Factors affecting community action and upgrading programmes in Kisumu low income residential settlement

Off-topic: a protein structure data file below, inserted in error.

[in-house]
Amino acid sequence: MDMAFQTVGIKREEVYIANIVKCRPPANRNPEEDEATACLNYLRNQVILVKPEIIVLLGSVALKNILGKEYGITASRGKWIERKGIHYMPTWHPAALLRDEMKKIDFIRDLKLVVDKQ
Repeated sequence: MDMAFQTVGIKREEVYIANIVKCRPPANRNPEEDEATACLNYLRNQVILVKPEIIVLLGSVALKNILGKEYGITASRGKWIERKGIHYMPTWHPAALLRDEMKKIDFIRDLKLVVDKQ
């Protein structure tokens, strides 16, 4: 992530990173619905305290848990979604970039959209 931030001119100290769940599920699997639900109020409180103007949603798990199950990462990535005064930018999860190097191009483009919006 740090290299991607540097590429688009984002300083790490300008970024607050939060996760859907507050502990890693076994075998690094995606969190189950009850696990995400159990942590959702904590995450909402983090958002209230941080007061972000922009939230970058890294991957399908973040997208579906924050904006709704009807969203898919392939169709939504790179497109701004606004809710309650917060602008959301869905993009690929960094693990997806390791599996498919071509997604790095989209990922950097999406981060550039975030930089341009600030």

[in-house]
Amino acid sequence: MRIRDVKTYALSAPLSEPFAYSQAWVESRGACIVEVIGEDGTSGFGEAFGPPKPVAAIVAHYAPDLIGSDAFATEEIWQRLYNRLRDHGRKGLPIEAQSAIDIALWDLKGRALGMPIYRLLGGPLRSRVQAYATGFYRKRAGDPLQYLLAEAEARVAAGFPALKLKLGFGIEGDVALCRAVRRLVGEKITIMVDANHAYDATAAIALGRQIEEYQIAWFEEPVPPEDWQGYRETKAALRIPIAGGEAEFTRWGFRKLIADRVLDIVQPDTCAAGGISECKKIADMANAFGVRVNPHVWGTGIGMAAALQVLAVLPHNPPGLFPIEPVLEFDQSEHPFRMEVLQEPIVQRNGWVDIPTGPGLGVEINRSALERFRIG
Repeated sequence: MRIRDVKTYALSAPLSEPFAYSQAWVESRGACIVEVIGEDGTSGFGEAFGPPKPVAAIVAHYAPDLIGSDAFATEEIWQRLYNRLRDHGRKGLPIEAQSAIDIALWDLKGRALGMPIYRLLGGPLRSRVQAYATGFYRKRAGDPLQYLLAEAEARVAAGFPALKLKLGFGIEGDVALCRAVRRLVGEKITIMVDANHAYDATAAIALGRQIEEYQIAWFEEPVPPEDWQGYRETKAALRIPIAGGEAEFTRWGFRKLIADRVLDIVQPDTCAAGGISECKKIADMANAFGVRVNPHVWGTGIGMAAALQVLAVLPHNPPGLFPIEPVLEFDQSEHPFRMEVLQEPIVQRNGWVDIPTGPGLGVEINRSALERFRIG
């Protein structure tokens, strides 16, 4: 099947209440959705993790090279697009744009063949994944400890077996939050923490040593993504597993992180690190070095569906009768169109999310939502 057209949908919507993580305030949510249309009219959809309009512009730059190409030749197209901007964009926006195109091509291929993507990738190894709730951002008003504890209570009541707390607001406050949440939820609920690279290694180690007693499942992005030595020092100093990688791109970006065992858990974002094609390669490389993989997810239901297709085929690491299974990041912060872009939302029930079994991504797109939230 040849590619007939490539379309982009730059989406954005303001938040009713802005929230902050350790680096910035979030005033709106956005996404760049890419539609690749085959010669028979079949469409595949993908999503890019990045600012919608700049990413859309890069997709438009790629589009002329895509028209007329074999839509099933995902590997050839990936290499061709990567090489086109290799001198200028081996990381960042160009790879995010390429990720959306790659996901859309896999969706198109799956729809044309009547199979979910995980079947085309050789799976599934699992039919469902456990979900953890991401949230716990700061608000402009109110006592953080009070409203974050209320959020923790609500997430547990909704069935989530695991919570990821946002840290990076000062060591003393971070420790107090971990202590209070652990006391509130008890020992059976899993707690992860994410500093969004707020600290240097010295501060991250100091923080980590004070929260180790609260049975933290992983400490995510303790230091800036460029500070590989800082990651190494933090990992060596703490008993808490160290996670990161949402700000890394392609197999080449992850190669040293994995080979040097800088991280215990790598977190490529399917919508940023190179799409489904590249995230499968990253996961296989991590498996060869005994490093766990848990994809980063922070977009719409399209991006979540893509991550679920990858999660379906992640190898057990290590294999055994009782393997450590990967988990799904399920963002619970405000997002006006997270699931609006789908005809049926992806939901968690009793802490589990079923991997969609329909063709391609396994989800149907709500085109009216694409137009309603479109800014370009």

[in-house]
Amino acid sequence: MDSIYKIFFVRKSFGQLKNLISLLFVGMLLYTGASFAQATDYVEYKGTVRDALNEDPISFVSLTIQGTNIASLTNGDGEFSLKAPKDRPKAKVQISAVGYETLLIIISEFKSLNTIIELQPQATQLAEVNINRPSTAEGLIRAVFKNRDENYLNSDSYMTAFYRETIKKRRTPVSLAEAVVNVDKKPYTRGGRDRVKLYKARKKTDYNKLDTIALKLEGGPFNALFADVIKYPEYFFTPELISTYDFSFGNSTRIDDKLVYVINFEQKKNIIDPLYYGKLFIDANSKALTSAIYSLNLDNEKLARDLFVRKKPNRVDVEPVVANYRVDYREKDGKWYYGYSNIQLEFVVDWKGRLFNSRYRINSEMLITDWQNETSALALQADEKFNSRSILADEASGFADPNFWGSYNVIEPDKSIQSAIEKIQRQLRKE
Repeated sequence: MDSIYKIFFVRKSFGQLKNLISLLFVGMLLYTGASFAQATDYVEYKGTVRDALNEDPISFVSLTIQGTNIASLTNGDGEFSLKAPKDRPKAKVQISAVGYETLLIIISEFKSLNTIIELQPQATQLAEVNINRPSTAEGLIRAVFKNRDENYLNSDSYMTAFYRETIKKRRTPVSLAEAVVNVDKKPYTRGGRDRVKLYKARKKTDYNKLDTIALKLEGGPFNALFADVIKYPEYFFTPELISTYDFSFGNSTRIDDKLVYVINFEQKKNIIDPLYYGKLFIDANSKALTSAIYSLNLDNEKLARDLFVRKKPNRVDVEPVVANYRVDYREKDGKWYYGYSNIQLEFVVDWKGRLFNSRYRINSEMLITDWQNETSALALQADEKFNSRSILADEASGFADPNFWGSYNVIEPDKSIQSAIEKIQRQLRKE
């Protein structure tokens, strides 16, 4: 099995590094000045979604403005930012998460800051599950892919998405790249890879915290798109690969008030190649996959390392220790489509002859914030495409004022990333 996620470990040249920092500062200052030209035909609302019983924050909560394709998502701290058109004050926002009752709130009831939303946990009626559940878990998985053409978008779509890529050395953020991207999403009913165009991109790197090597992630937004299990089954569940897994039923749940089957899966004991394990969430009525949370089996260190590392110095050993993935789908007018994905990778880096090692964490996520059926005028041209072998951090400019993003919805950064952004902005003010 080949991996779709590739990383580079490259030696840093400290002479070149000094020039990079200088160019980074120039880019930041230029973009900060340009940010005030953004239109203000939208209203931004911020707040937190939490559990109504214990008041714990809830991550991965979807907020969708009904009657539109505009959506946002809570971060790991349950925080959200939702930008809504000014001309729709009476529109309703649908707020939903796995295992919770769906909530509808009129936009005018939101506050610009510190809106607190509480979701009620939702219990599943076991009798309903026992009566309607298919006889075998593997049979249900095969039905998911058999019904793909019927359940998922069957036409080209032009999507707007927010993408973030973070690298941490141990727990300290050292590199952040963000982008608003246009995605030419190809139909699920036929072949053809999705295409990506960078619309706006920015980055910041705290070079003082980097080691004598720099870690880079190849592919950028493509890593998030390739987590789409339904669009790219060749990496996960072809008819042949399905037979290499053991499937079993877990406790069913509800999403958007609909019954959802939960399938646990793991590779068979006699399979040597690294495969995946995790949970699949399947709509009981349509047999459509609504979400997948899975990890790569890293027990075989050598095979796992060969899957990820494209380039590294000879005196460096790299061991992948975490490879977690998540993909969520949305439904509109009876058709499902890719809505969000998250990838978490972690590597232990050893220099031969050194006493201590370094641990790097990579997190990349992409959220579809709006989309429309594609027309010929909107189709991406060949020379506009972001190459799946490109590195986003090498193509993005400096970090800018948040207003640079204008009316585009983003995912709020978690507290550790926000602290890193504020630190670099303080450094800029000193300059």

In recent years the question of adequate shelter for every family has taken the forefront in national policy discussions. The high population growth rate coupled with the shifts in the population due to rural to urban migration has resulted in a large proportion of the urban population living in substandard housing. Attempts have been made to improve the lot of the inhabitants of these low income (slum and squatter) residential settlements. Governmental, local and individual efforts to improve these settlements has nonetheless continued to be beset by a number of factors which both delay and constrain the successes of improvement and upgrading programmes. In this particular study we tyave tried to highlight factors which affect and hence delay community action and upgrading programmes in Kisumu municipality. The main objectives of the study were to a) provide information on the socio-economic characteristics of squatter and slum communities. b) determine which fac tors influence investment in housing improvement and community involvement. c) describe the nature of community, involvement, participation in informal organi zations and the nature of informal personal re; ati'onships and mutual aid patterns, d) to understand the factors that constrain^upgrading and improvement policies in Kisyrr.u low incjome settlements. v The sites for this study were the low income settlements of Pandpieri and Nyalenda in Kisurnu municipality. A sample of household heads was drawn and interviews conducted. Interviews and informal discussions were also held with key informants composed of officials of the housing-development department, community development officers, social workers, local leaders and others concerned with the improvement of these settlements. Official and unofficial records were also utilized. Interesting findings and discoveries were made. The housing development department, which is the municipal department charged with the implementation of the Kenya Government - World Bank sponsored upgrading programme was noted to be having problems ranging from shortage of funds to inadequate manpower. The department thus finds it difficult to effectively discharge its duties. The work prc^. _iirjr.e of the housing development department is also affected by the politics of the * municipality which further delays the implerr.entation of programm.es, The issue of household tenure security was an important factor throughout this study. It was observed that a nurr.ber of housing decisions especially those touching on investment are influenced by the type of tenure. House or plot ownership (where the occupants have secure tenure) greatly influences individual investment in house, plot or neighbourhood. Another important factor which influences both the participation in the affairs of the community and investment in neighbourhood improvement is length of stay in the settlement. Residents categorised as stable, that is, having made none or few residential changes, were generally found to be more active in community affairs. It has also been observed that the level of public participation in programme implementation was rather low. Furthermore, only a few residents were informed about the upgrading policy in the settlements This observation called into question the information collection and dissemination mechanism. The establishment of settlements' resource and information centres is highly recommended as well as the recruitment of more staff especially community development officials whose duties include liaising with the local population explaining to them yihat is expected of them. This study has also collected data on the socio-economic characteristics of the residents of these two settlements. Inhabitants of these settlements generally earn less than Ksh.s 1,200 per month. Their source of income is sometimes irregular and they try to supplement their income by engaging in small businesses in the informal sector. It is recommended In this study that the informal sector be supported and developed. The income earnecf from, these activities can be invested in house and neighbourhood improvement. With eighty-six percent of the residents earning less than KShs. 1,000 per month the Importance of creating opportunities to earn extra income need not be over-empha.nised. We also collected data on household size and composition since such information is vital for decision making on issues that affect households and the community as a whole. v Statistics and tables have been used to support and emphasise certain important points and to test, clarify or confirm our working hypotheses and assumptions. Lastly, as should be expected, the study has come up with a series of recommendations and pointers for further research.